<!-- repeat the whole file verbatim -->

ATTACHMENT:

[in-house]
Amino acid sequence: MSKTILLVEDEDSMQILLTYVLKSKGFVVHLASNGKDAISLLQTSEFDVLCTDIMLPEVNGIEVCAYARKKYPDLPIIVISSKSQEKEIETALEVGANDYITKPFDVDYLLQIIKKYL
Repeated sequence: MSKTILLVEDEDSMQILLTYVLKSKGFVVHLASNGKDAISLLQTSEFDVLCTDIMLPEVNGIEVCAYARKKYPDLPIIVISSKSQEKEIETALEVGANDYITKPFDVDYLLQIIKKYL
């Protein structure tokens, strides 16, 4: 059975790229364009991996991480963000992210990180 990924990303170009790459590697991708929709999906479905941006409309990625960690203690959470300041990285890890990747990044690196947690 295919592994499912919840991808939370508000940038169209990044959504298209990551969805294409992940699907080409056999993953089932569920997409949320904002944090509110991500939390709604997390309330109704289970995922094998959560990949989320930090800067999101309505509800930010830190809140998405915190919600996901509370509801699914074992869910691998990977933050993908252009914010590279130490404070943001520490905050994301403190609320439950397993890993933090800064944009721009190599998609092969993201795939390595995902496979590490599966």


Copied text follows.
[in-house]
Amino acid sequence: MSKTILLVEDEDSMQILLTYVLKSKGFVVHLASNGKDAISLLQTSEFDVLCTDIMLPEVNGIEVCAYARKKYPDLPIIVISSKSQEKEIETALEVGANDYITKPFDVDYLLQIIKKYL
Repeated sequence: MSKTILLVEDEDSMQILLTYVLKSKGFVVHLASNGKDAISLLQTSEFDVLCTDIMLPEVNGIEVCAYARKKYPDLPIIVISSKSQEKEIETALEVGANDYITKPFDVDYLLQIIKKYL
């Protein structure tokens, strides 16, 4: 059975790229364009991996991480963000992210990180 990924990303170009790459590697991708929709999906479905941006409309990625960690203690959470300041990285890890990747990044690196947690 295919592994499912919840991808939370508000940038169209990044959504298209990551969805294409992940699907080409056999993953089932569920997409949320904002944090509110991500939390709604997390309330109704289970995922094998959560990949989320930090800067999101309505509800930010830190809140998405915190919600996901509370509801699914074992869910691998990977933050993908252009914010590279130490404070943001520490905050994301403190609320439950397993890993933090800064944009721009190599998609092969993201795939390595995902496979590490599966």